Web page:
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Friday, November 28, 2014


Sometimes beauty is in your own back yard--no traveling necessary.
November 28, 2014

Sunday, November 16, 2014


Little Poland-NYC
You can just pass by without thinking about it, but the menu seemed intriguing.
Rob and I can be creatures of habit, and when we are down in lower  Manhattan, we head toward Houston Street and Katz’s Delicatessen—you know, the one I’ve written about and the one with signs that read “Send a salami to your boy in the army” and (with arrow pointing downward) “This is the table where Harry met Sally.”   And then we head to Russ and Daughters to bring home some appetizing. (same link as Katz's) That’s the appetizer shop that Anthony Bourdain says, “occupies that rare and tiny place on the mountaintop reserved for those who are not just the oldest and the last-but also the best.”   But no, this is not about either one of these esteemed establishments; it is about a new find in the East Village, Little Poland.

The East Village was once the bastion of Eastern European eateries, but the demise of many of these restaurants leaves that designation a bit hazy.  But Little Poland, an unpretentious little restaurant decorated for the "regulars" at 200 Second Ave., leaves no doubt that authentic Polish food is still offered: a menu offering borscht, kielbasa, pierogi, stuffed cabbage, and a variety of soups enticed us to give a new place a try.  Even our waitress’ struggle with English was authentic!
Little Poland-NYC
Nothing fancy, but comfortable enough for lunch
Pierogis were the bait.  Eight different kinds are offered, and they can be ordered in any combination or the full sample platter. 

Pierogis are little pockets of dough stuffed with a variety of fillings.  They're basically the Polish/Russian equivalent of wontons or ravioli.  Probably most cultures and ethnic groups have their own versions of stuffed dough.

Little Poland-NYC

Pierogis hold a special place in our hearts.  Rob’s mom made pierogis that were just out of this world, little crescent-shaped dough patties filled with mixtures of farmer cheese and onions or sauerkraut or potatoes and cheese.  It was impossible to tell which was most delicious but it was possible to eat them until you practically fell off the chair in a food coma!  She taught me how to make them—a long and arduous process that Rob and I have made our own.  Last year we made several hundred for a fund-raiser!  One Christmas, Rob’s sister Wendy had the children make pierogi.  It’s just part of the Dembeck family, so to taste them in Little Poland was almost to dare the restaurant to outdo Sylvia Dembeck.

In the restaurant, we could have had the pierogis boiled or fried.  We ordered them fried.  In his usual fearless fashion, Rob chose the sample platter: potato, kasha, cheese, sweet potato, meat, spinach, sauerkraut with mushrooms, and Very Special Pierogi (potato, sauerkraut and cheese).  Because I ordered several of the Very Special Pierogi, mine came with a special sauce as well.  I then tried the spinach, the kasha, the cheese, and the meat.  Our orders came with onions sautéed in butter.  We also ordered sour cream on the side, and we could have ordered apple sauce on the side too.

The pierogis were quite nice!  The dough was not too thick, and the edges did not become hard as they fried.  The dough had a nice sweetness to it.  The dough is really the test of a great pierogi, and Little Poland passed easily.   

My “specials” came with a very tasty sauce made of sour cream, potato, and chives.  It was a lovely compliment to the pierogi, and I will remember this when next we make a batch of pierogi at home.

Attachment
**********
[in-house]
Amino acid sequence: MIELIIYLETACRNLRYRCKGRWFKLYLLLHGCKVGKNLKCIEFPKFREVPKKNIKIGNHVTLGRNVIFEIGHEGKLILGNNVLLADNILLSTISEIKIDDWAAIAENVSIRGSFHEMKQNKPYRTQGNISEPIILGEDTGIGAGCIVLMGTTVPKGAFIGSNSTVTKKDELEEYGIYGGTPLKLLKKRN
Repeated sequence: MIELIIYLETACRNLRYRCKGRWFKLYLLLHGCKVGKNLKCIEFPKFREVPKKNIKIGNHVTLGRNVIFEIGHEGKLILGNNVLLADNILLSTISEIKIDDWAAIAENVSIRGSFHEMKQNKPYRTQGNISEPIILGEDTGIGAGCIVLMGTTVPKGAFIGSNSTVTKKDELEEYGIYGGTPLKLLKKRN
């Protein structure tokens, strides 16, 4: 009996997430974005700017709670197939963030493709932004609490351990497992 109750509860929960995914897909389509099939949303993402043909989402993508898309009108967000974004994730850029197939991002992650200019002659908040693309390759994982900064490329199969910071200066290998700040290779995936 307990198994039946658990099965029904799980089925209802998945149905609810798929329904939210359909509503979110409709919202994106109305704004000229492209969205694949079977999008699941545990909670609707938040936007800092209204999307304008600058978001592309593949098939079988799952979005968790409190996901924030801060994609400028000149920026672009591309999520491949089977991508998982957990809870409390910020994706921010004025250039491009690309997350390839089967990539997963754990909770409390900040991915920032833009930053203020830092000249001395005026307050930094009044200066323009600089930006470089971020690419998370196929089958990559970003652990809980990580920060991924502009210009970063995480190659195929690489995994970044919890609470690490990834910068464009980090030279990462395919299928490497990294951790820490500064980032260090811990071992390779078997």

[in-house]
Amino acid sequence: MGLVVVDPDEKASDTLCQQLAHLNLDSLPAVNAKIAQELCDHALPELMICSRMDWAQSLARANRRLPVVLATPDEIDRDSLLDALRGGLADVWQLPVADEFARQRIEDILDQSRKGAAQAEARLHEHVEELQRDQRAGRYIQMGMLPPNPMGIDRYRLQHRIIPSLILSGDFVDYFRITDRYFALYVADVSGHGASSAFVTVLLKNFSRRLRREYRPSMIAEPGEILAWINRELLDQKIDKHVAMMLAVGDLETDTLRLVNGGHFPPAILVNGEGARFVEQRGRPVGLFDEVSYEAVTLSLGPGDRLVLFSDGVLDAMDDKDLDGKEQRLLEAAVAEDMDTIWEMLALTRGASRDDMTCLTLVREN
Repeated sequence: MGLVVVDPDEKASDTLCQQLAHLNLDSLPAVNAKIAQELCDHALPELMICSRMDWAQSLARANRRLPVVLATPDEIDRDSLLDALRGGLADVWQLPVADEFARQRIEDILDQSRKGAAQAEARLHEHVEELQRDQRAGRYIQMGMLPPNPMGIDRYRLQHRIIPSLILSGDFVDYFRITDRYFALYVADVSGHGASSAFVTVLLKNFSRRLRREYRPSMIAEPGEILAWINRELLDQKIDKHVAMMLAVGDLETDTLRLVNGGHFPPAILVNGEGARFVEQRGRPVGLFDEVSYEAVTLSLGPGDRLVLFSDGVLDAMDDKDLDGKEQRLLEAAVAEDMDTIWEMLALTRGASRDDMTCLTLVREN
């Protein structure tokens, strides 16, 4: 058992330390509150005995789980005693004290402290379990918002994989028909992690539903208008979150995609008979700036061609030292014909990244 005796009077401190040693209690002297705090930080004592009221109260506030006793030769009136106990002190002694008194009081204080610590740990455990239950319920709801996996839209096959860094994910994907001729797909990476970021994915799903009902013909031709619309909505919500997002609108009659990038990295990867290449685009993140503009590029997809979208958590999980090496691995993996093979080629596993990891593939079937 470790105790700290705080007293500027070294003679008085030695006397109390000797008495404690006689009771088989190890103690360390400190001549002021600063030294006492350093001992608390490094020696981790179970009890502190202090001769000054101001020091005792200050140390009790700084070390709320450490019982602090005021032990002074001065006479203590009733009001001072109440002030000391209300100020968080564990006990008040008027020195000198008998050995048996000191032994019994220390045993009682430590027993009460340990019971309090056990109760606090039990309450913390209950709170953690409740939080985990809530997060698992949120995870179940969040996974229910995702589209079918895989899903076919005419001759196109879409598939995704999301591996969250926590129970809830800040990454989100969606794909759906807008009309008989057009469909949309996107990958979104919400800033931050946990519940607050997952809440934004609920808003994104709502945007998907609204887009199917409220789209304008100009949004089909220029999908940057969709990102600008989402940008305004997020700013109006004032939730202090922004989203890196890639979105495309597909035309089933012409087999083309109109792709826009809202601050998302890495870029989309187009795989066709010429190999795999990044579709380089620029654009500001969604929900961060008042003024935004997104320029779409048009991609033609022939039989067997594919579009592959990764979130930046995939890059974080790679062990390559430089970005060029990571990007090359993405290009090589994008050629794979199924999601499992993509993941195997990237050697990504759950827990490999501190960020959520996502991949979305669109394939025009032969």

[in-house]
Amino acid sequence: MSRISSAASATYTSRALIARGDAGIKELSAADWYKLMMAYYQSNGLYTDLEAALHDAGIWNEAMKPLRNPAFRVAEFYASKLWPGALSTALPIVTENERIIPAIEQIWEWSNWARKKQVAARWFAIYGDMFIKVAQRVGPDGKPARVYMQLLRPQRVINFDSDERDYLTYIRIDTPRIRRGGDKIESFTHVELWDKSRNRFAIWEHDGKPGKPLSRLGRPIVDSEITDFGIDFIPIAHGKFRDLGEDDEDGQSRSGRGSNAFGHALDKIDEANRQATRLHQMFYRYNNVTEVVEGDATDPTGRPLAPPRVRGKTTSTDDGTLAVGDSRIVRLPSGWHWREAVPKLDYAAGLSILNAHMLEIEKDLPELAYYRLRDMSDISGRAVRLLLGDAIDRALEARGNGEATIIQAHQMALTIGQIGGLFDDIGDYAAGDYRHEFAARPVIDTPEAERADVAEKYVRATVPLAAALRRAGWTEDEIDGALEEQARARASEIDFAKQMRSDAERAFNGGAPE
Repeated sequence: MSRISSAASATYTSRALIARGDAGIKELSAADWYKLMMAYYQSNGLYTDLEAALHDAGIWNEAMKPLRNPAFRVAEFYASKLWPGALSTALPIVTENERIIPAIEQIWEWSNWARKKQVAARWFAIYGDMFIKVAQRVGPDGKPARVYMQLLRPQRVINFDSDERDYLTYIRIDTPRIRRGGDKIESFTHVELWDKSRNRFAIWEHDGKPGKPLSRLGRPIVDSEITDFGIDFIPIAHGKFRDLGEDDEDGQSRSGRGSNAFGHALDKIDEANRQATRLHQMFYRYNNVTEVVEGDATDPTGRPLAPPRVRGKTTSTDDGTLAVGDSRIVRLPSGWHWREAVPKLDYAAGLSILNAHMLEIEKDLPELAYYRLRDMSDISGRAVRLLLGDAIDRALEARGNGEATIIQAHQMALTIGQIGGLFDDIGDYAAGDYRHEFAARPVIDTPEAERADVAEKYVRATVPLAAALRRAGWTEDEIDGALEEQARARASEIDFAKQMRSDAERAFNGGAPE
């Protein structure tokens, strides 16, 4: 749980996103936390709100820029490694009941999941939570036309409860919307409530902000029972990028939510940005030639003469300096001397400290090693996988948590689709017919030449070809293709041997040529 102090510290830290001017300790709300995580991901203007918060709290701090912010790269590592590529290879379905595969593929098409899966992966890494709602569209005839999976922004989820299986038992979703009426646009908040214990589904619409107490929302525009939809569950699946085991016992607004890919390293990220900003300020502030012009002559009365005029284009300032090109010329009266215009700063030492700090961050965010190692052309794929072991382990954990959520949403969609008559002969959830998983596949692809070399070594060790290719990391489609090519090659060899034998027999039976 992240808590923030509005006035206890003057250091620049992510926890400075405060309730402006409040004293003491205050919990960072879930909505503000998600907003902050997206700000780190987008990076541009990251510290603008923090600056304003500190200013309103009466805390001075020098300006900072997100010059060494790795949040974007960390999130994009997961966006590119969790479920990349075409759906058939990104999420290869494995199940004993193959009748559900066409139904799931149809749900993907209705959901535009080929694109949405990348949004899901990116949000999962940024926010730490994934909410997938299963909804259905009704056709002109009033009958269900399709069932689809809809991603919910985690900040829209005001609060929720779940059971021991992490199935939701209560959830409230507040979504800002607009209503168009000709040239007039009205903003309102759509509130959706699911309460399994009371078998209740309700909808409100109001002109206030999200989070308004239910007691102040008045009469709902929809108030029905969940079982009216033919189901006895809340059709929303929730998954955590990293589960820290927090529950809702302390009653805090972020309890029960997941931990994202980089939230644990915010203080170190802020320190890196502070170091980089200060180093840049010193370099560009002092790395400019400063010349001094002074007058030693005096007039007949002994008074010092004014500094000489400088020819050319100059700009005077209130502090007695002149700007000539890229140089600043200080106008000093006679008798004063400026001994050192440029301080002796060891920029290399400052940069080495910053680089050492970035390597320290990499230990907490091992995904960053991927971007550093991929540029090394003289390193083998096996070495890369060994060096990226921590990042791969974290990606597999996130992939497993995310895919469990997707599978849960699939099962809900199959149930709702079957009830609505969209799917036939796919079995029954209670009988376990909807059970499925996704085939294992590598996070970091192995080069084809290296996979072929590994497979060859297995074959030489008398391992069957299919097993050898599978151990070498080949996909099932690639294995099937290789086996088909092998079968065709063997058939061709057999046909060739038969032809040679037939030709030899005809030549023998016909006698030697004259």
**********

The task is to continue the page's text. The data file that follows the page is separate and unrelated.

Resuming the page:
Little Poland-NYC

Rob and I were consistent in our evaluations.  We liked best what we considered “traditional,” that is the cheese, the potato and cheese, and the Special.  If you go, I suggest stick to those types of pierogi. 

The sweet potato's flavor was overcome by the tasty dough, so I would skip them.  The meat, which was shredded inside its dough pocket, was too dry.  I was hoping the kasha would be good as I love this grain in knishes and kasha varnishkas, but it, too, fell a bit flat and tasted a bit too dry.  The nutty kasha taste (similar to Wheatena) got lost in the dough.  Had the spinach been in combination with potato or cheese, I would have liked that one more.  My pierogi was stuffed, but the spinach seemed unseasoned.  It overpowered the dough.  None of these pierogi was bad, but none was so good that I would try these out at home.

All said and done, if you should be in the area, try this little spot of Poland.  And if you’re not familiar with pierogi (and you’re not at my house), you might stop in here to see what you’re missing.                                                                        

Friday, November 14, 2014


I know I said I was going to post pics of Kilahuea with all its smoky heat and scalding lava,
here we are on Nov. 14th, and there is lots of snow/
Isn't the first snow the most beautiful?
That's why I am sharing.

Sunday, November 09, 2014


Since Kilahuea Volcano on Hawaii's Big Island is so much in the news lately as it is active now
and spilling lava down to the populated areas surrounding it,
I thought I'd share some of my photos in the next weeks.
Here is the caldera, quiet yet steaming.
It was, in 2012, a sleeping giant.

Thursday, November 06, 2014


Massanuttan, VA 2014The  Massanutten Resort in the beautiful Shenandoah Valley has become our place to bring friends and has also evolved into the meeting spot for my yearly reunion with my cousins. (Use my “search” box and keyword Massanutten to see earlier posts)

 Rob and I head down from New York’s Hudson Valley; my sister and her husband come down from the Adirondacks in New York State; Rita and her husband come over from Richmond, and Bill comes in from Tucson, Arizona.  I wish I could remember the number of times we’ve been in Massanutten, and while you may wonder how we can find ways to occupy our time, the richness of the Shenandoah Valley never ceases to leave us with the words, “Next year we’ve got to include….”  This year—this past week—was no different.

My sister owns timeshares there and we trade one of our timeshares through RCI, so our accommodations are spacious and comfortably furnished for lounging and visiting.  The two-bedroom units have two bathrooms, Jacuzzis, fully equipped kitchen, sofas and chairs, a dining area big enough for 8, a balcony, and a fireplace.  The one bedroom unit is equally equipped sans second bathroom.  So we are ready in all kinds of weather to catch up and enjoy each other’s company.  You cannot do this with hotel rooms, that’s for sure.